Upon passage of this bill, therefore, vandalism committed against a Jewish or Muslim community centre would be caught by the expanded hate crime mischief offence and not just vandalism committed against a synagogue or a mosque.

I should note that a major concern for our government was expressed during the debate at second reading. The concern was that the definition of property that it proposed to add to the current offence was overly broad. The list of new properties caught by the bill appeared to be much broader than we believe was intended. For instance, the bill would have likely covered privately owned sports stadiums, as well as any buildings used for social purposes. In other words, it would have covered buildings that have no real connection to groups that are historically targeted by hate-based mischief. As a result, the government felt this aspect of the bill reached too far.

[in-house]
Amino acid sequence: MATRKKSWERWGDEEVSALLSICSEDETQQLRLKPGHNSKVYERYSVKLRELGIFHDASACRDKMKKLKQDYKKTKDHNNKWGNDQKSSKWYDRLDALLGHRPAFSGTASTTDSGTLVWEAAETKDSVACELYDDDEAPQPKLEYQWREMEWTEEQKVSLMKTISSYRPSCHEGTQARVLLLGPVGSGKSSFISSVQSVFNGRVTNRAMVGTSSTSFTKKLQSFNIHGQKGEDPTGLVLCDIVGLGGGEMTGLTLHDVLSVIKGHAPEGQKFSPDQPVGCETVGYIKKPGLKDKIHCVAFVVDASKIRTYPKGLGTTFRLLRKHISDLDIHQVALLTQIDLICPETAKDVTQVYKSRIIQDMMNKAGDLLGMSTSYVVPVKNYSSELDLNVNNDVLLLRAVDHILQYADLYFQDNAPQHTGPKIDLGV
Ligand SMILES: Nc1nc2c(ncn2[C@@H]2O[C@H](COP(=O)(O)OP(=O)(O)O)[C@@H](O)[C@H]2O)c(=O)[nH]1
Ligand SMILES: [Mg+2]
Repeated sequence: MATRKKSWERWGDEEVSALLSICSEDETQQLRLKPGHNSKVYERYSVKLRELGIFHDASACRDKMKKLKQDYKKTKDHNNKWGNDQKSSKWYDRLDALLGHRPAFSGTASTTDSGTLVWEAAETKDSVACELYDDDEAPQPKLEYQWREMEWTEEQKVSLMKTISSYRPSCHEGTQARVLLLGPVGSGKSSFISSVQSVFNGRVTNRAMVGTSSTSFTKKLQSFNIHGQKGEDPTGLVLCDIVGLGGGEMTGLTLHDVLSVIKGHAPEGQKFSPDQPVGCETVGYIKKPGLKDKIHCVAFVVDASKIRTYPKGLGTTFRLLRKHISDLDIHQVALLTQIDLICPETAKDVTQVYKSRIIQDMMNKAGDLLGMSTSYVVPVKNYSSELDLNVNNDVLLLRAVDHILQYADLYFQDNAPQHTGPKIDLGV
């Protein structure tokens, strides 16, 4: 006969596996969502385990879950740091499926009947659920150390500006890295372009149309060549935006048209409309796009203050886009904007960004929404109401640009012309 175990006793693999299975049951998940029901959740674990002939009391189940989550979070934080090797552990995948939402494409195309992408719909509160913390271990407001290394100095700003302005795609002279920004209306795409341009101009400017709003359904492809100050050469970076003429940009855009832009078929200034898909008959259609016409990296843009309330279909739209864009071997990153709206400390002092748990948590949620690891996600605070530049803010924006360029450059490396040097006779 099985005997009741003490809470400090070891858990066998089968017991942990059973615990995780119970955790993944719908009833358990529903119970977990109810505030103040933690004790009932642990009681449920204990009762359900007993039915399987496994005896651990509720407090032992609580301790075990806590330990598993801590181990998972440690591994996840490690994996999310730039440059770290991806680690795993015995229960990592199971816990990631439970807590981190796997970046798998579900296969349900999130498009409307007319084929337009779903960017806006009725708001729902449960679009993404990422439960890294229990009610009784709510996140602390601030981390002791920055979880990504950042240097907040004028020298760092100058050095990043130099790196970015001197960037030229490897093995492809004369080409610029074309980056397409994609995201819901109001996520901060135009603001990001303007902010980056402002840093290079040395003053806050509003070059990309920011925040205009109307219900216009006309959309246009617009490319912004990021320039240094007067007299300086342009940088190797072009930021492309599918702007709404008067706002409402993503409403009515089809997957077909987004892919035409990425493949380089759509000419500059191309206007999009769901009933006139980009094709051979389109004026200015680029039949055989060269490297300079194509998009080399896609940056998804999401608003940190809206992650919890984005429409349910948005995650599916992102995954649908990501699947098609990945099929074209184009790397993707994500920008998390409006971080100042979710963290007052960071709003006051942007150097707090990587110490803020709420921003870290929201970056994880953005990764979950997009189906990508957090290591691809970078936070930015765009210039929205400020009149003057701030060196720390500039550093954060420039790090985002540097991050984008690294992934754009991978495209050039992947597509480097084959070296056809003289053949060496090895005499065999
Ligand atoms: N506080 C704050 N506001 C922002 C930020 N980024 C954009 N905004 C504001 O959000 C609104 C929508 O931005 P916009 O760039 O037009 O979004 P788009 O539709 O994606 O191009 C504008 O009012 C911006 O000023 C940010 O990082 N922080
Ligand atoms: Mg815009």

I am pleased to say that this issue was addressed by the standing committee during its study of the bill. Specifically, amendments passed by the committee require a building or space to be “primarily used” by one of the groups protected by the bill. This helps maintain a rational connection between the hateful motivation and the building that is subject to the mischief.

The amendment will help to ensure that subsection 430(4.1) does not accidentally capture instances of mischief committed against property that is not actually connected with one of the protected groups.